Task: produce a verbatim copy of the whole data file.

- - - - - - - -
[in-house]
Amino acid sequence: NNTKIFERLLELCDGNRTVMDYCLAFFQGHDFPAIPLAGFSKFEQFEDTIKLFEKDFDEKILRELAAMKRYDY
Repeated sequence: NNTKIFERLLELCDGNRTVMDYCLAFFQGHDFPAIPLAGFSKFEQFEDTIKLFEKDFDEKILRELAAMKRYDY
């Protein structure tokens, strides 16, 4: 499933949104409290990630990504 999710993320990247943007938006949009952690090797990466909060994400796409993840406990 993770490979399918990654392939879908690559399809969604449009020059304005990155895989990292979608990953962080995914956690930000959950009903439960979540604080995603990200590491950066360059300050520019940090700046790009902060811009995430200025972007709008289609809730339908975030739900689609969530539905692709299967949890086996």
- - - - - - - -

[in-house]
Amino acid sequence: NNTKIFERLLELCDGNRTVMDYCLAFFQGHDFPAIPLAGFSKFEQFEDTIKLFEKDFDEKILRELAAMKRYDY
Repeated sequence: NNTKIFERLLELCDGNRTVMDYCLAFFQGHDFPAIPLAGFSKFEQFEDTIKLFEKDFDEKILRELAAMKRYDY
């Protein structure tokens, strides 16, 4: 499933949104409290990630990504 999710993320990247943007938006949009952690090797990466909060994400796409993840406990 993770490979399918990654392939879908690559399809969604449009020059304005990155895989990292979608990953962080995914956690930000959950009903439960979540604080995603990200590491950066360059300050520019940090700046790009902060811009995430200025972007709008289609809730339908975030739900689609969530539905692709299967949890086996």